With these titles, I believe it would be possible to reassemble the whole Cooniverse.

Gagdad Bob said...

W. Norris Clarke should be added to the list of Catholic thinkers. For a devastating indictment of the left, Dennis Prager's Still the Last Best Hope is about as pointed and concise as one can get. For the religious principles of the Founders, Novak's On Two Wings. Speaking of which, I'd like to try to integrate his Spirit of Democratic Capitalism (a fine corrective to the often kooky economic beliefs of the Catholic hierarchy) with Gilder's Knowledge and Power. And let's not overlook Thomas Sowell, whose every book is an antibiotic for mind parasites. Or would it be antipsychotic?

Gagdad Bob said...

Believe it or not, A.A. Almaas's The Point of Existence and The Pearl Beyond Price contain excellent surveys of modern psychoanalytic thought, although his spiritual program is gobshite.

julie said...

Knowledge and Power does look interesting. Reading the blurb, it occurs to me: there are many fine thinkers who have great suggestions about implementing a free market system that would likely be very effective. And yet, to my knowledge, no government anywhere has been wise enough to seriously give these systems a chance. And I don't imagine for a second that the US government would be willing to give it a go. Notably, this is because all the usual suspects stand in the way, essentially on the grounds that free market systems aren't compassionate enough.

So instead, we keep getting varying degrees of socialistic and outright communistic systems, which inevitably lead to ruin anywhere they are implemented, with a death toll numbering in the hundreds of millions. And when it is pointed out how poor of a track record these systems have, the response from the usual suspects is that all those other times, people did it wrong.

julie said...

Or in other words, the free market does not satisfy the envious heart, even though the free market would benefit everyone.

Gagdad Bob said...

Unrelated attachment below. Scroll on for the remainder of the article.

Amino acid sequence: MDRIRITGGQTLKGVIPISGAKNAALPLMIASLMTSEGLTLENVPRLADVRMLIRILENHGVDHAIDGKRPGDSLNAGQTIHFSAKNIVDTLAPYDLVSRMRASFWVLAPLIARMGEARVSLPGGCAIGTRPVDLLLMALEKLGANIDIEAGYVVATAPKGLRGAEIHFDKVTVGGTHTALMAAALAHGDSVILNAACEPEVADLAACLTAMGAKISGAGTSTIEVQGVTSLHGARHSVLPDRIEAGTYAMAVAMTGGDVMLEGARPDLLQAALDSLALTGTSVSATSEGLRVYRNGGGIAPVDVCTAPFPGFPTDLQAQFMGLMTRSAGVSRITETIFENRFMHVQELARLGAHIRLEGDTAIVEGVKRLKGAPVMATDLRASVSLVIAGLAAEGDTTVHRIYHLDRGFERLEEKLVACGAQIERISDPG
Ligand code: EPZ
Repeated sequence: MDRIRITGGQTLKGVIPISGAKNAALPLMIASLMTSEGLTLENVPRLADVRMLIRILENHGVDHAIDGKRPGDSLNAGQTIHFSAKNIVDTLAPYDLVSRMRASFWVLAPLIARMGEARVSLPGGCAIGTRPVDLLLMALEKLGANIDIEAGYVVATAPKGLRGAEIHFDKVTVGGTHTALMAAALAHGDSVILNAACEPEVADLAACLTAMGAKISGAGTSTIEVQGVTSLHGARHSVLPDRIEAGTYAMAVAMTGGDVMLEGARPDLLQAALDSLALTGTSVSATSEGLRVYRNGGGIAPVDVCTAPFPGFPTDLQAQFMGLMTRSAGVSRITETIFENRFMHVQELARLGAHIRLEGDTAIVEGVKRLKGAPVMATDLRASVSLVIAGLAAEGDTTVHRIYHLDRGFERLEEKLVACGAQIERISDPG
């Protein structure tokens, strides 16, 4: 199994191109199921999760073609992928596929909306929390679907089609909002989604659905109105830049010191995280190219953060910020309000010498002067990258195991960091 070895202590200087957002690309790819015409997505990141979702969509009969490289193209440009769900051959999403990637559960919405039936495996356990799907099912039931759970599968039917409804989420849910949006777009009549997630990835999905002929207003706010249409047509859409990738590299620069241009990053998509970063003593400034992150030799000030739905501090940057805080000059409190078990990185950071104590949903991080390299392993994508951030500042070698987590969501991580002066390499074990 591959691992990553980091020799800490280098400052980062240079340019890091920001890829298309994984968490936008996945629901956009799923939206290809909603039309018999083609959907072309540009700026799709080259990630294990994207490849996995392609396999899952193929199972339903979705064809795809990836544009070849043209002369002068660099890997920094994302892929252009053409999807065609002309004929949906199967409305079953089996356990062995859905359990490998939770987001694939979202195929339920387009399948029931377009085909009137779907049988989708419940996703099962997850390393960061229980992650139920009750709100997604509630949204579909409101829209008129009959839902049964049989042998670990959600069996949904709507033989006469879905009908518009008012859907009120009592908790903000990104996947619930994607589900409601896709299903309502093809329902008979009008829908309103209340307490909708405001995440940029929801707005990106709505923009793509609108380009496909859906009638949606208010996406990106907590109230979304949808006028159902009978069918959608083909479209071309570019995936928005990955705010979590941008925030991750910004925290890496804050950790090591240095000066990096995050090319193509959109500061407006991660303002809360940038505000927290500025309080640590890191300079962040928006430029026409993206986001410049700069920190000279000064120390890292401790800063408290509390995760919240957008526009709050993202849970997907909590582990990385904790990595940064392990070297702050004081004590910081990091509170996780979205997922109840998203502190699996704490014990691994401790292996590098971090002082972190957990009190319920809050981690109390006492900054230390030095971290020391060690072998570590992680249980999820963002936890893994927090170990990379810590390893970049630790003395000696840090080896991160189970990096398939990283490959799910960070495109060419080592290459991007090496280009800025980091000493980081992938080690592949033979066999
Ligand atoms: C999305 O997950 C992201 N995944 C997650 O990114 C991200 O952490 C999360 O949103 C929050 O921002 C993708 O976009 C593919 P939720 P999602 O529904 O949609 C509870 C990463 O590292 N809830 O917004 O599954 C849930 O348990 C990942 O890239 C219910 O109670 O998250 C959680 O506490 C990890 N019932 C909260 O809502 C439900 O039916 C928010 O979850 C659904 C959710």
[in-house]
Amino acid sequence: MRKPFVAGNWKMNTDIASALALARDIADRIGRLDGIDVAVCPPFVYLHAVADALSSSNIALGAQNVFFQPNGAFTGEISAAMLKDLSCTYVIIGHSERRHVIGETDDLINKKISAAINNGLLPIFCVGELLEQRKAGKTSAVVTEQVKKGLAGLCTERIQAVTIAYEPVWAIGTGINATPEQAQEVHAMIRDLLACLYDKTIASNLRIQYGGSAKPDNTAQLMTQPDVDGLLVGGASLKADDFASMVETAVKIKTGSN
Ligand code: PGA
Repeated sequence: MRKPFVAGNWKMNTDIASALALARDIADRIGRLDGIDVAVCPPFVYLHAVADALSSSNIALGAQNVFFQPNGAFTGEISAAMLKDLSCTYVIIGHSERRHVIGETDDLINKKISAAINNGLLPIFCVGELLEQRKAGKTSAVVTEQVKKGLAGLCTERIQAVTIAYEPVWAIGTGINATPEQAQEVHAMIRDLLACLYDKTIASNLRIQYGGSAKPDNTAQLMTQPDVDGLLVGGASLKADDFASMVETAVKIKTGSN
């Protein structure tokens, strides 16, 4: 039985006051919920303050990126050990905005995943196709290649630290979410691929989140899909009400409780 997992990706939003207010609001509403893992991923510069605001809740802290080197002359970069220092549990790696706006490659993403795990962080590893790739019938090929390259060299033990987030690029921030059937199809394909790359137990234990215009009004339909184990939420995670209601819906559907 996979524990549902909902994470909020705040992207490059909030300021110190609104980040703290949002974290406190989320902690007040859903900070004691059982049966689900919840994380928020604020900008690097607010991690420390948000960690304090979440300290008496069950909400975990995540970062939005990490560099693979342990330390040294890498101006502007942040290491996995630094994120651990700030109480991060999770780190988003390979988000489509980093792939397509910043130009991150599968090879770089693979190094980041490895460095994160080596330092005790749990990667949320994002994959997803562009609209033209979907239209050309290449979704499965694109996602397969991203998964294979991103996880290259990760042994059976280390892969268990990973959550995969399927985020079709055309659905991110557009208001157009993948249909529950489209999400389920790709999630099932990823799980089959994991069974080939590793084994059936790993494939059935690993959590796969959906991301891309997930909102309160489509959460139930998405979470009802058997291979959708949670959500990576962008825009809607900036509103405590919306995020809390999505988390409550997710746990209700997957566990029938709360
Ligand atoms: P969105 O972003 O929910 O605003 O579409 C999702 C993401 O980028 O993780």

Envy is so intrinsic to the human condition, realistically speaking, you have to have some sort of 'legitimate' institutions or policies to deal with it. Thus, certain aspects of liberalism, although regrettable, probably serve to siphon off and channel some of the envy. But the transition to leftism marks the elevation of envy to first principle.

ge said...

world where everythin s perfect
mistakes and all
and bursting into laughter
is the form breathing takes

ge said...

Drudge: "Wildfire Threatens San Francisco's Water...
Thousands of homes in path..."

ntm 'homos'

ted said...

Bob, I love the recap of the readable underpinnings of Raccoon doctrine.

Now, if I could only find a community that could close to this (beyond this blog). Is there any group you have found that even remotely comes close to this?

Gagdad Bob said...

I've given that a lot of thought, and in theory, Catholicism probably comes closest. However, in practice can be another matter entirely.

ted said...

That's so fascinating, as I was raised Catholic. Found it uninspiring. Turned to Buddhism. And then brought in all the Wilber Integralism with that. And then even found some interest in progressive evolutionary spirituality. Now find myself back to Catholicism in some strange way, without the label. (Incidently, just finished Robert Barron's series on Catholicism on DVD which I loved.)